Zachary Spicer - The Dreadful Conditions of Municipal Budgets
From: Zachary Spicer
To: City Councils Across Canada
Date: November 30, 2016
Re: The Dreadful Conditions of Municipal Budgets
In their recent report, Two Sets of Books at City Hall? Grading the Finance Reports of Canada’s Cities, Benjamin Dachis, William B.P. Robson and Jennifer Y. Tsao argue that many of the annual budgets in Canada’s cities are in dreadful condition – key activities are excluded, inconsistent accounting is utilized, crucial numbers are often buried.
What Dachis, Robson and Tsao highlight is a very real problem in Canada’s cities that often extends far beyond budgeting. Many municipalities in Canada are facing an accountability and transparency crisis. Far too much information in local government is not made publicly available. Information that is made public is often unintelligible or almost seemingly designed to not be useful, like much of the budget information that Dachis, Robson and Tsao encountered.
A simple search of many municipal websites can confirm this – documentation is out of date, important forms and reports are missing, and finding even simple information about governance or services is frustratingly challenging. Retrieving information that is not publicly available is also a long and tedious process. Individuals often need to resort to filing Freedom of Information (FOI) requests for even basic information about local government. Taking this route, however, is a potentially costly and time consuming exercise, where municipalities can – and unfortunately often do – charge hundreds or thousands of dollars for documentation that should already be public.
It does not have to be this way. Municipalities should seriously consider the following:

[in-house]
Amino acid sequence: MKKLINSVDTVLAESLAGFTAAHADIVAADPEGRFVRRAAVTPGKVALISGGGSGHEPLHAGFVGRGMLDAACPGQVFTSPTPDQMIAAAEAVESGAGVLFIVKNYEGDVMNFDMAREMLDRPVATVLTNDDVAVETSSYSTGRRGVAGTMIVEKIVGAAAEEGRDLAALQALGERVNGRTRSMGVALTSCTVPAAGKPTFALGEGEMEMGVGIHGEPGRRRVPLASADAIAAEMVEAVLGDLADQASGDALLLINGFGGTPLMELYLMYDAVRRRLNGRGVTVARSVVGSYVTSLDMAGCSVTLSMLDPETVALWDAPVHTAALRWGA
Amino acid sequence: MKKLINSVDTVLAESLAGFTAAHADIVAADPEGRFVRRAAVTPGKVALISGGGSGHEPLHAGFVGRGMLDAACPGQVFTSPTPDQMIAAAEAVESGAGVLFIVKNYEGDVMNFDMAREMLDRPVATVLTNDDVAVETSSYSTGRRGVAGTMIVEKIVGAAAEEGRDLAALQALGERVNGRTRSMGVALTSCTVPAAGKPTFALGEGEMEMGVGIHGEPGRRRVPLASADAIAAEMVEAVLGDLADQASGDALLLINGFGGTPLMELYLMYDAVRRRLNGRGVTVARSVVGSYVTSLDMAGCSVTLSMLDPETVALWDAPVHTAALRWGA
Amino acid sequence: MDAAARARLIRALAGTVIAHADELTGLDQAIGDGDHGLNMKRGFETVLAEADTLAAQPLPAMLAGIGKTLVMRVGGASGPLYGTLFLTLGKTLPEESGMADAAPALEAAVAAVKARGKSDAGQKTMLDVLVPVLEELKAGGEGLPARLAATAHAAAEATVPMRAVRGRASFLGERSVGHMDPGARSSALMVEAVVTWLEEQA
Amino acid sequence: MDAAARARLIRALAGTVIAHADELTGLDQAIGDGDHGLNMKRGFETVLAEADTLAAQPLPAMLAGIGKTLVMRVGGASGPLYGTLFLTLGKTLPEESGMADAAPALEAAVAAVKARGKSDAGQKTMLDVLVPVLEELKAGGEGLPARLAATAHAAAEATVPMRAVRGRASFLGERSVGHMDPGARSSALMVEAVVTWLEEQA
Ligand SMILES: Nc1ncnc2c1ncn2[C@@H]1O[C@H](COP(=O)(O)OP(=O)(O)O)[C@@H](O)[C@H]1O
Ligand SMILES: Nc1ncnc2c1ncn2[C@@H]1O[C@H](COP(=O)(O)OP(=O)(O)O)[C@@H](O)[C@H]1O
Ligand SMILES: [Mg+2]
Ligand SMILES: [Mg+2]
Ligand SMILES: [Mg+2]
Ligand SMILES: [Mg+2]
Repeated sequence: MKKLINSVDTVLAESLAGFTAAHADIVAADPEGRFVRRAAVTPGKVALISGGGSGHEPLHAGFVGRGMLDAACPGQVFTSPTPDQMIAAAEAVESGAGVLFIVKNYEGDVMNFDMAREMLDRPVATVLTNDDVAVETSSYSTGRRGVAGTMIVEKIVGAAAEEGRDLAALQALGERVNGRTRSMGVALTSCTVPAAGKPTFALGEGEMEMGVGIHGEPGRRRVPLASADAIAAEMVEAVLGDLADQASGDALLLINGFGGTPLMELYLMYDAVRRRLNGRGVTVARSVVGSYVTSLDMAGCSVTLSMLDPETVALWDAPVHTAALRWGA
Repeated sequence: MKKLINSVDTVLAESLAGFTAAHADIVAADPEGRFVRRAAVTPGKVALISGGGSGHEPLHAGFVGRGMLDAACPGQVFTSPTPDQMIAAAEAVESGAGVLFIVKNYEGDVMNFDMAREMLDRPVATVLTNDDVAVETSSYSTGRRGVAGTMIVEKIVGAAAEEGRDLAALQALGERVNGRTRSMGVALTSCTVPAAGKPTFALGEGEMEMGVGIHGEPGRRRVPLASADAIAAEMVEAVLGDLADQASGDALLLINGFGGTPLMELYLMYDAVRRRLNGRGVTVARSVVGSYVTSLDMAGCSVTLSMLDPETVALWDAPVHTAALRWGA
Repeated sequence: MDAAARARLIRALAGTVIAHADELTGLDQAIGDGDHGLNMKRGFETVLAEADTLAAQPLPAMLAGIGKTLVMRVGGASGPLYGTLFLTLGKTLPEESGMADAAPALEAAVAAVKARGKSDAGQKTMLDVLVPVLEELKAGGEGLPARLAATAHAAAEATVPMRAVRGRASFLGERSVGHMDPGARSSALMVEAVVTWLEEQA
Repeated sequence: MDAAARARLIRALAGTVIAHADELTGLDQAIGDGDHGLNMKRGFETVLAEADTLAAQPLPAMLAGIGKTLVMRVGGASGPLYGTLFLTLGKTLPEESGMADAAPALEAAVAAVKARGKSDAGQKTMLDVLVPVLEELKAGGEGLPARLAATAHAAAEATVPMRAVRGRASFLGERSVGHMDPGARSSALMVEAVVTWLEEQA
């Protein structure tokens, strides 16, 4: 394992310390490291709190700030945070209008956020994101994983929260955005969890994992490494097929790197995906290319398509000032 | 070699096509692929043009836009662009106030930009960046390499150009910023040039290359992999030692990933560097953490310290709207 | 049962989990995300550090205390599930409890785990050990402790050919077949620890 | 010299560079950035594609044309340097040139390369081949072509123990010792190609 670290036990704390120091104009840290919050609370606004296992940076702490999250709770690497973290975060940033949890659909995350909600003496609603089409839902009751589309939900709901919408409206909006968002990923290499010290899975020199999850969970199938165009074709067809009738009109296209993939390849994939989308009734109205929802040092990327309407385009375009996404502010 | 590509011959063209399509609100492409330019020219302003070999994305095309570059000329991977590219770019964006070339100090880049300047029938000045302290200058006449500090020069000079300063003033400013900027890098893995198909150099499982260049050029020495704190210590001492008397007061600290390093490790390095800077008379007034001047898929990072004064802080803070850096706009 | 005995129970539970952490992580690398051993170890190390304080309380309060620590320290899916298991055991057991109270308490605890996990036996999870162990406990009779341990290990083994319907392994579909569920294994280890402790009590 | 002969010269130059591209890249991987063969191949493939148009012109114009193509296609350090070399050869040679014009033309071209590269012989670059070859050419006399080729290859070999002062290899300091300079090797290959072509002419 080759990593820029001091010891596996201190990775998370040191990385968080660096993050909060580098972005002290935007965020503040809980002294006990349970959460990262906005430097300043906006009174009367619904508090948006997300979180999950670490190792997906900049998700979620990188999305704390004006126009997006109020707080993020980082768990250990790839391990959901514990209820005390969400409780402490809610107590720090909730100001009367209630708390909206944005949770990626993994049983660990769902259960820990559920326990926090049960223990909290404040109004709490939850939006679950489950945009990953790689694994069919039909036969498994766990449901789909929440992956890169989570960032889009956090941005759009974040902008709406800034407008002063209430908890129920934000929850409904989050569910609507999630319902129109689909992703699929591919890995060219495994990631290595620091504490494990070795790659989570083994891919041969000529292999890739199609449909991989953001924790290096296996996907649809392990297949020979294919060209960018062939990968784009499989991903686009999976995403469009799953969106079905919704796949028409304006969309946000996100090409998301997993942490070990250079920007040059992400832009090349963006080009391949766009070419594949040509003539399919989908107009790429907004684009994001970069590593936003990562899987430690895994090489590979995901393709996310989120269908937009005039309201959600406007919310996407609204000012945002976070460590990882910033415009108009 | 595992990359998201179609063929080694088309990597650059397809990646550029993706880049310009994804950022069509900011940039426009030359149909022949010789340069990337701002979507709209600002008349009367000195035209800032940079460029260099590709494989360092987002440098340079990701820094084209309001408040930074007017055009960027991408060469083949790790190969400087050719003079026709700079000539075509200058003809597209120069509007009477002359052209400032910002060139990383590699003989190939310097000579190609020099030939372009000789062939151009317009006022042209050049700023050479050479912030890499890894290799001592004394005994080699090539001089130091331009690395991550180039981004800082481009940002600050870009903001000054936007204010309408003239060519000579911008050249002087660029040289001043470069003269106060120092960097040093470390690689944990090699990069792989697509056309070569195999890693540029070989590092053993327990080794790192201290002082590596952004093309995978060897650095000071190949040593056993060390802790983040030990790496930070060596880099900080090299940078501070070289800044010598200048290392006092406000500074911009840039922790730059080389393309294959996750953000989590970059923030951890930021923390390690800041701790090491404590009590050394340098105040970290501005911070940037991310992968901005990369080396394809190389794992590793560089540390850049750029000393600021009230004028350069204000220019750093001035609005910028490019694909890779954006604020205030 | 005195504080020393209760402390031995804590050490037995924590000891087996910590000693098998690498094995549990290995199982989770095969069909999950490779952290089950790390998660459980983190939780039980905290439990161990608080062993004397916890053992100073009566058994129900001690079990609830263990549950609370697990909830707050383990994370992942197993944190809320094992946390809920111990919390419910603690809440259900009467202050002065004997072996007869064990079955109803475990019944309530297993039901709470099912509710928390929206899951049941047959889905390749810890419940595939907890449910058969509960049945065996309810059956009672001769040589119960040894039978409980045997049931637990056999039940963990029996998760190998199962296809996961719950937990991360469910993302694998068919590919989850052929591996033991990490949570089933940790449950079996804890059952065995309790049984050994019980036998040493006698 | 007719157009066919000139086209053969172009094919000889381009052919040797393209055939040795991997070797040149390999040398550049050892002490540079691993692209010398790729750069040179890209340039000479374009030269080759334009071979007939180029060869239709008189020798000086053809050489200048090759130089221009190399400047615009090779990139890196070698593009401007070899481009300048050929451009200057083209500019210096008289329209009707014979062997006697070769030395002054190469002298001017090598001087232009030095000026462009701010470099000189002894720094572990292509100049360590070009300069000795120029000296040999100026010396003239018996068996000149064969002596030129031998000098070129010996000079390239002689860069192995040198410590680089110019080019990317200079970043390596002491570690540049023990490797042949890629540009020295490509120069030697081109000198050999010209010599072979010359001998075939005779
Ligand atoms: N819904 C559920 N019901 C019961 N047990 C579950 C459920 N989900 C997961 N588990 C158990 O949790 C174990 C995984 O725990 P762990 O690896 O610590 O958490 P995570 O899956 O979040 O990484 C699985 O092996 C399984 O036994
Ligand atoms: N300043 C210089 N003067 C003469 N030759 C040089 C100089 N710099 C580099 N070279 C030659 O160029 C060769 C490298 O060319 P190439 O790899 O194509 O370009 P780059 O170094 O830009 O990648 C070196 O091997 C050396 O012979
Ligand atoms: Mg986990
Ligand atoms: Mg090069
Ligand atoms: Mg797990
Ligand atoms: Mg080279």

- Municipal websites should be designed to be user-friendly. Information should be easy to retrieve.
- Municipalities should set clear internal guidelines and targets for posting timely documentation, such as council and committee agendas and minutes.
- If a municipal website is changed or redesigned, efforts should be made to ensure information previously available is updated
- Municipalities should make it clear how citizens can get in touch with not only council, but also staff. The contact information for key staff members should be on municipal websites.
- Efforts should be made to use the FOI process as a last resort, not a first step, when information is requested. If information is easily accessible, efforts should be made to have it transferred without cost
- Municipalities ought to more seriously consider fee waivers in the FOI process
- Municipalities should more frequently waive fees to initiate the FOI process. While these fees are largely nominal, they do present a financial barrier for some residents
Finally, and perhaps most importantly, all documentation that does not involve sensitive personal information or relate to municipal labour contracts or practices should be considered public and made publicly accessible by default. If documentation cannot be made publicly available, municipalities should provide clear rationale for as to why. Whether it is budget information, planning documents or council agendas, citizens have a right to government documentation that is clear and accessible.
Zachary Spicer is an Assistant Professor in the Department of Political Science at Brock University. He recently co-authored a C.D. Howe Institute report with Adam Found: Thinking Regionally: How to Improve Service Delivery in Canada’s Cities.
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